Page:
Budget director David A. Stockman, in an unusually blunt, closed-door session with business leaders, has warned that unless President Reagan and Congress agree to raise taxes or massively cut spending, the federal deficit likely will remain in the $200 billion range through 1988.

Even the austere budget approved by the Senate, and endorsed grudgingly by Reagan, "would mean nearly $200 billion deficits each year" unless the economy outperforms the expectations of the nation's 50 leading business forecasters, Stockman said in a June 5 speech to directors of the New York Stock Exchange.

The administration is relying on its more robust economic forecast in asserting that the Senate plan would almost halve the current deficit by 1988.

"As a policy matter, it is obvious enough that to close this threatening $200 billion budget gap we must either massively cut spending or raise taxes by large, unprecedented magnitudes -- or by the lights of some, enact a sweeping mixture of both," Stockman said in the speech, released yesterday.

Office of Management and Budget spokesman Edwin L. Dale Jr. released the speech after Reagan and Stockman became angered by an account of it in yesterday's New York Times, headlined: "Stockman Says Tax Increase May Be Best Budget Solution."

Administration officials said the report created an impression that Stockman favors a tax increase. Stockman laid out alternatives to spending cuts, including tax increases, but did not endorse a tax increase. The administration went to unusual lengths to make this point. White House spokesman Larry Speakes told reporters that the author of the article "ought to have his mouth washed out with soap," and Reagan came to Stockman's defense before delivering a speech in Chicago Heights, Ill., supporting his tax legislation.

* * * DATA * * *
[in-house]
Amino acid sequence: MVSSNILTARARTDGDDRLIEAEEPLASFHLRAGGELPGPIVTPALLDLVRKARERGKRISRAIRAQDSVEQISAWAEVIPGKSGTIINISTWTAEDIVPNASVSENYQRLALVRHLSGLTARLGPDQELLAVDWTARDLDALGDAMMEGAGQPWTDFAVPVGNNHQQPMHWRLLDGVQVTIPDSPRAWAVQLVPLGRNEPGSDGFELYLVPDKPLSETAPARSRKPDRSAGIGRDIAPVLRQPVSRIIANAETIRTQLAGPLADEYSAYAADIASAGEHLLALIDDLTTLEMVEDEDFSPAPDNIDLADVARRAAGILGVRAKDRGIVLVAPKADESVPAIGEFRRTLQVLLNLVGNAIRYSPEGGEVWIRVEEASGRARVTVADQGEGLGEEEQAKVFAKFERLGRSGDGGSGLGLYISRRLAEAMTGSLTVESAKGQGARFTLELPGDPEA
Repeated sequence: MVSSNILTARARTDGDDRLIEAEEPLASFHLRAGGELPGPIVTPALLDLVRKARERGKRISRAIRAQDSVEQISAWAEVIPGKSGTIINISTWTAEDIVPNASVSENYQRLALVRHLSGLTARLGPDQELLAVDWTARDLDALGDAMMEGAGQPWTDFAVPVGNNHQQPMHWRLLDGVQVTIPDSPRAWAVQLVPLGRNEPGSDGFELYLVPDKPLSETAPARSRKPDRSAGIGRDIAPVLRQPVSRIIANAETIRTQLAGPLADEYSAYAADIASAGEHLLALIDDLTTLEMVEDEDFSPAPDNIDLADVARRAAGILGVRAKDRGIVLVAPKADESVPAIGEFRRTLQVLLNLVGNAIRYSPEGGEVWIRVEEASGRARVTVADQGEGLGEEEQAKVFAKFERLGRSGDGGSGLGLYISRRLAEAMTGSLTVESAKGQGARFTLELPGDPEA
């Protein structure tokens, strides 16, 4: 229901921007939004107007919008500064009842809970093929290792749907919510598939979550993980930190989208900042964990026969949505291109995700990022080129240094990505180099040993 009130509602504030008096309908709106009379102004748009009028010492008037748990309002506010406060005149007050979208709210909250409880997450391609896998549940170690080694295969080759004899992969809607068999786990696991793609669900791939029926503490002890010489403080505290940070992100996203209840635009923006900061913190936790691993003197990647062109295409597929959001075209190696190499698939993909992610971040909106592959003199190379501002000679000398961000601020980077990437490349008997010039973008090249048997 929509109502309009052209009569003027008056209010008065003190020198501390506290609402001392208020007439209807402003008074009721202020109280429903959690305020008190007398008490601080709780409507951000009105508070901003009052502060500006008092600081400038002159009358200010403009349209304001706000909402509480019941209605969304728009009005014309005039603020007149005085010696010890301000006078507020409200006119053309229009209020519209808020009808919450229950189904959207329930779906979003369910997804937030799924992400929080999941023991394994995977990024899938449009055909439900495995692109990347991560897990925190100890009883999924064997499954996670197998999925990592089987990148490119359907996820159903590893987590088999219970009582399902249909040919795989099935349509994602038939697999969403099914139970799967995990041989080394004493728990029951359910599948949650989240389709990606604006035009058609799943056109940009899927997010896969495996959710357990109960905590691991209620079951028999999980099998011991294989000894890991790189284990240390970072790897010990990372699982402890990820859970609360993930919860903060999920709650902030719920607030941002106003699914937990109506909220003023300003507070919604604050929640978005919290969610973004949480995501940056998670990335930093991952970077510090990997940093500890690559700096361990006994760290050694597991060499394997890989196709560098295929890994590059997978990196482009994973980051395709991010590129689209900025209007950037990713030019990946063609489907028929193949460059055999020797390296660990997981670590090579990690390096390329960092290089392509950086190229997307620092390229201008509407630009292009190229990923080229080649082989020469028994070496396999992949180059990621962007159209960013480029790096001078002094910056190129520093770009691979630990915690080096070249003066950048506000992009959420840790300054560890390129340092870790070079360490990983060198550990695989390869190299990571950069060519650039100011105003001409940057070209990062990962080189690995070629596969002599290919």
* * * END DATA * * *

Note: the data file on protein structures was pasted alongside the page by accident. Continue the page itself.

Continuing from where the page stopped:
"We know what he said and the story is fallacious," Reagan said in response to questions about Stockman's speech. " . . . This has been a definite and deliberate misquote."

Stockman has said before that tax increases are the only alternative to draconian spending cuts in paring the federal deficit.

But in the June 5 speech, he was unusually pessimistic about the deficit, directing blame at the administration as well as the Senate and House.

"As the fiscal crisis has worsened and the political conflict intensified, we [the administration and Congress] have increasingly resorted to squaring the circle with accounting gimmicks, evasions, half-truths and downright dishonesty in our budget numbers, debate and advocacy," Stockman said.

"Indeed, if the SEC had jurisdiction over the executive and legislative branches, many of us would be in jail," he said.

In the speech, which preceded the budget impasse in a House-Senate conference committee, Stockman said the House budget would cut only $10 billion in real domestic spending. He accused the House of "egregious, shameless" distortion in claiming $56 billion in reductions.

However, even the Senate plan, which Reagan has endorsed, "rests on some pretty optimistic assumptions about the path of the economy over the next three years," Stockman said. That plan assumes 4 percent average real economic growth, no increase in inflation and a steady decline in interest rates to 5.5 percent by 1988. However, the Blue Chip consensus forecast by 50 leading business economists projects only 2.9 percent real growth, "moderately higher inflation and significantly higher interest rates," Stockman observed.